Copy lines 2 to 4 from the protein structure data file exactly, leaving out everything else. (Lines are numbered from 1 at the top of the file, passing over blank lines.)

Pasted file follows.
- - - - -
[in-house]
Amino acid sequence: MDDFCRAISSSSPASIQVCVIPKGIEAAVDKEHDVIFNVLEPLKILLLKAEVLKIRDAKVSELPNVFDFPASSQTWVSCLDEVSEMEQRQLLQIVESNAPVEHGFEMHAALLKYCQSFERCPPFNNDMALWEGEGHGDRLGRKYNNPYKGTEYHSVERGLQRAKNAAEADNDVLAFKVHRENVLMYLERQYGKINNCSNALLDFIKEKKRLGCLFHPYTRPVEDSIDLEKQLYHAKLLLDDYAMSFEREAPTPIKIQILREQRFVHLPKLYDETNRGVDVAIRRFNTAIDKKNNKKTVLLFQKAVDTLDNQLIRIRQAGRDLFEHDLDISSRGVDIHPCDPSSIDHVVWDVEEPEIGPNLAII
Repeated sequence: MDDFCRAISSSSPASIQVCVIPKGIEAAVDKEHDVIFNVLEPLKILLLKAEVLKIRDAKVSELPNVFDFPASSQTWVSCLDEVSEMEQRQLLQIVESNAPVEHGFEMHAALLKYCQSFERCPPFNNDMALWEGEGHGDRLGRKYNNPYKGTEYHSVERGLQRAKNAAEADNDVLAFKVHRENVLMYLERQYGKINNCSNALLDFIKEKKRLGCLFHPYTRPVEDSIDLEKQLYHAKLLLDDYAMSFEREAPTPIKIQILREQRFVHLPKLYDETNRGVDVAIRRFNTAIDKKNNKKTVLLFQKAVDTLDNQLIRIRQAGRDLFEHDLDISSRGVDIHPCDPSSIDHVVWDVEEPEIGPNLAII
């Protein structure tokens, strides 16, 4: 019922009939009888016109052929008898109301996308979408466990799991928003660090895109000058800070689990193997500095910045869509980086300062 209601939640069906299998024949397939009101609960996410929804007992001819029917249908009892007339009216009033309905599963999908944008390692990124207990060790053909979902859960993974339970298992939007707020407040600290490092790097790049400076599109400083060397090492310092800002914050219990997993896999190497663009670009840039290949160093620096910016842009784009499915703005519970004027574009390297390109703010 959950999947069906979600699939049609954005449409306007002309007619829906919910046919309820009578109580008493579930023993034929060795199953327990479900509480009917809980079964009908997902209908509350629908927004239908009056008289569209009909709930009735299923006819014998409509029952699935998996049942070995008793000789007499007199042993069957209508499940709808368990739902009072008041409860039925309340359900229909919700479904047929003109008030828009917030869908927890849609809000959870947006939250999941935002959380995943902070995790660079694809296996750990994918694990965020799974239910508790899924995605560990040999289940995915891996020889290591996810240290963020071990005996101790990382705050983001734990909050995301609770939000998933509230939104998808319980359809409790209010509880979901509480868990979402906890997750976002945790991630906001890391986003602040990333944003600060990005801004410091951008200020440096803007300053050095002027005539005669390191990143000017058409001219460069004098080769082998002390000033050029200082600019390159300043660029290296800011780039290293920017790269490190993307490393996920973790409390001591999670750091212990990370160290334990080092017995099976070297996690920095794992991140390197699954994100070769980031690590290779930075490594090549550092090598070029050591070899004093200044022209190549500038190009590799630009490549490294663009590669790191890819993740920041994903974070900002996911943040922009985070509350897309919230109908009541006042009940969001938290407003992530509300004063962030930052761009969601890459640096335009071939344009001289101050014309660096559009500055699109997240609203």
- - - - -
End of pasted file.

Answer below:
Amino acid sequence: MDDFCRAISSSSPASIQVCVIPKGIEAAVDKEHDVIFNVLEPLKILLLKAEVLKIRDAKVSELPNVFDFPASSQTWVSCLDEVSEMEQRQLLQIVESNAPVEHGFEMHAALLKYCQSFERCPPFNNDMALWEGEGHGDRLGRKYNNPYKGTEYHSVERGLQRAKNAAEADNDVLAFKVHRENVLMYLERQYGKINNCSNALLDFIKEKKRLGCLFHPYTRPVEDSIDLEKQLYHAKLLLDDYAMSFEREAPTPIKIQILREQRFVHLPKLYDETNRGVDVAIRRFNTAIDKKNNKKTVLLFQKAVDTLDNQLIRIRQAGRDLFEHDLDISSRGVDIHPCDPSSIDHVVWDVEEPEIGPNLAII
Repeated sequence: MDDFCRAISSSSPASIQVCVIPKGIEAAVDKEHDVIFNVLEPLKILLLKAEVLKIRDAKVSELPNVFDFPASSQTWVSCLDEVSEMEQRQLLQIVESNAPVEHGFEMHAALLKYCQSFERCPPFNNDMALWEGEGHGDRLGRKYNNPYKGTEYHSVERGLQRAKNAAEADNDVLAFKVHRENVLMYLERQYGKINNCSNALLDFIKEKKRLGCLFHPYTRPVEDSIDLEKQLYHAKLLLDDYAMSFEREAPTPIKIQILREQRFVHLPKLYDETNRGVDVAIRRFNTAIDKKNNKKTVLLFQKAVDTLDNQLIRIRQAGRDLFEHDLDISSRGVDIHPCDPSSIDHVVWDVEEPEIGPNLAII
């Protein structure tokens, strides 16, 4: 019922009939009888016109052929008898109301996308979408466990799991928003660090895109000058800070689990193997500095910045869509980086300062 209601939640069906299998024949397939009101609960996410929804007992001819029917249908009892007339009216009033309905599963999908944008390692990124207990060790053909979902859960993974339970298992939007707020407040600290490092790097790049400076599109400083060397090492310092800002914050219990997993896999190497663009670009840039290949160093620096910016842009784009499915703005519970004027574009390297390109703010 959950999947069906979600699939049609954005449409306007002309007619829906919910046919309820009578109580008493579930023993034929060795199953327990479900509480009917809980079964009908997902209908509350629908927004239908009056008289569209009909709930009735299923006819014998409509029952699935998996049942070995008793000789007499007199042993069957209508499940709808368990739902009072008041409860039925309340359900229909919700479904047929003109008030828009917030869908927890849609809000959870947006939250999941935002959380995943902070995790660079694809296996750990994918694990965020799974239910508790899924995605560990040999289940995915891996020889290591996810240290963020071990005996101790990382705050983001734990909050995301609770939000998933509230939104998808319980359809409790209010509880979901509480868990979402906890997750976002945790991630906001890391986003602040990333944003600060990005801004410091951008200020440096803007300053050095002027005539005669390191990143000017058409001219460069004098080769082998002390000033050029200082600019390159300043660029290296800011780039290293920017790269490190993307490393996920973790409390001591999670750091212990990370160290334990080092017995099976070297996690920095794992991140390197699954994100070769980031690590290779930075490594090549550092090598070029050591070899004093200044022209190549500038190009590799630009490549490294663009590669790191890819993740920041994903974070900002996911943040922009985070509350897309919230109908009541006042009940969001938290407003992530509300004063962030930052761009969601890459640096335009071939344009001289101050014309660096559009500055699109997240609203």